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[whitespace] 'From the Ground Up'
From the Ground Up: The Story of a First Garden
By Amy Stewart
Algonquin Books; $18.95; cloth


The Art Of Planting

Flowers and people both blossomed in Amy Stewart's Santa Cruz garden

By C. Kevin Smith

A GARDEN is a curious thing. It brings one in contact with the elemental sources of nature, yet its shape--all those tidy, color-coordinated rows--reflects a purely human design.

In her first book, From the Ground Up: The Story of a First Garden, author Amy Stewart describes with humorous flair the creation, in a small Santa Cruz backyard, of a garden that at times acts like both wise teacher and unruly child. Stewart is eager to grow things in her new home--she and her husband moved to California after completing graduate school in their native Texas--and her book is a witty, instructive memoir of her encounters with the pleasures and pitfalls of starting a new garden from scratch. It is also an insightful portrait of Santa Cruz.

As any green thumb will attest, there are many stages to gardening, and From the Ground Up features several chapters that function as separate narratives within the larger story of how a garden comes into being and is sustained. Stewart is not afraid to show herself in a less-than-flattering light, and many of these chapters begin in a mood of scornful impatience as she rushes toward her goal of planting a particular flower or vegetable or ridding her yard of a particular pest or weed. But invariably the world of her garden has its own agenda, and many chapters end with a gentler understanding of things.

Several chapters detail the human interactions that gardening affords. Family, friends, tourists, neighbors, all pass through her garden and seem to be better for it. One chapter entitled "Manual Labor" reminds us of the social value of gardening, as a community activity that can replace blight with beauty and forge fresh respect for those who earn their keep with the hard work of their hands.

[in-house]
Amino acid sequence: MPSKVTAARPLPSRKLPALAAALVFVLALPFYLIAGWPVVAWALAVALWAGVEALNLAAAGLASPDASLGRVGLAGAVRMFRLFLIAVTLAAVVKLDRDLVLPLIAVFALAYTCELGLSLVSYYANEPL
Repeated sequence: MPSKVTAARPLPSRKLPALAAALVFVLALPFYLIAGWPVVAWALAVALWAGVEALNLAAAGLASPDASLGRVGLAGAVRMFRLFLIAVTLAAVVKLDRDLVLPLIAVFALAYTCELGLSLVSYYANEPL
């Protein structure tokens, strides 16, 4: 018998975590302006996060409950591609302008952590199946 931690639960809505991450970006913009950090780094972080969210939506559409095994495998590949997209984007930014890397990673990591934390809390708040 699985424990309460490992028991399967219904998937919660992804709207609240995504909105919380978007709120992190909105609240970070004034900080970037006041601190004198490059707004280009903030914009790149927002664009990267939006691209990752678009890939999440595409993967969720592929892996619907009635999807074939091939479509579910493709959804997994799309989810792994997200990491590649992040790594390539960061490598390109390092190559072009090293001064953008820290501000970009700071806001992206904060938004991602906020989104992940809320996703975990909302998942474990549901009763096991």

Stewart organizes her book so that readers can learn from her mistakes. There are many useful sections here for both the novice and the experienced gardener, including several recipes. Yet Stewart, who usually ignores the advice contained in the gardening books she consults, also shows us the value of figuring things out for ourselves, of making it up as we go along.

Each garden reflects the personality of its gardener, and Stewart's is no exception. She dislikes the formal garden she visits in British Columbia, wanting to cultivate something that appears more wild and unkempt. For this reason she comes to disdain house plants and rose bushes. Manure and its myriad benefits inspire some of her keenest enthusiasm--we learn that chicken manure is "lighter in color, fluffier, milder" than that of cows--though despite her way with words some readers may never come to share her passion for worm excrement.

To a nongardener, some of the hierarchies associated with gardening may appear baffling. Outside my study window is a hillside covered in a lush carpet of green that in early spring sports tender yellow flowers. I had often wondered what this pretty plant was, and now I know: It's a weed, the dreaded yellow oxalis, hated scourge of gardeners. Yet still I find it beautiful.

Whatever our experience with gardening--and this engaging book will no doubt inspire many to try their hand at a first garden--it is hard not to see the soil as an extension of our own hopes and fears.

"I wanted full credit for whatever this garden turned out to be," Stewart writes, and by the end of the book, when it is time for her to leave this garden and move on, one understands her reluctance to let go. Stewart's garden has become a tribute to her determination, creativity and skill. It has also become a place marked by the passage of time: It's in her garden where she buries a beloved pet. So it is not surprising when she declares that, after all the time, money and energy spent, "it would be foolish to simply abandon" her garden. She makes plans to uproot several of her plants in order to replant them hundreds of miles away. Yet surely what matters most about Stewart's first garden is not a particular flower or tree but the art of planting she has discovered and shared here in this charming, informative memoir.

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From the February 21-28, 2001 issue of Metro Santa Cruz.

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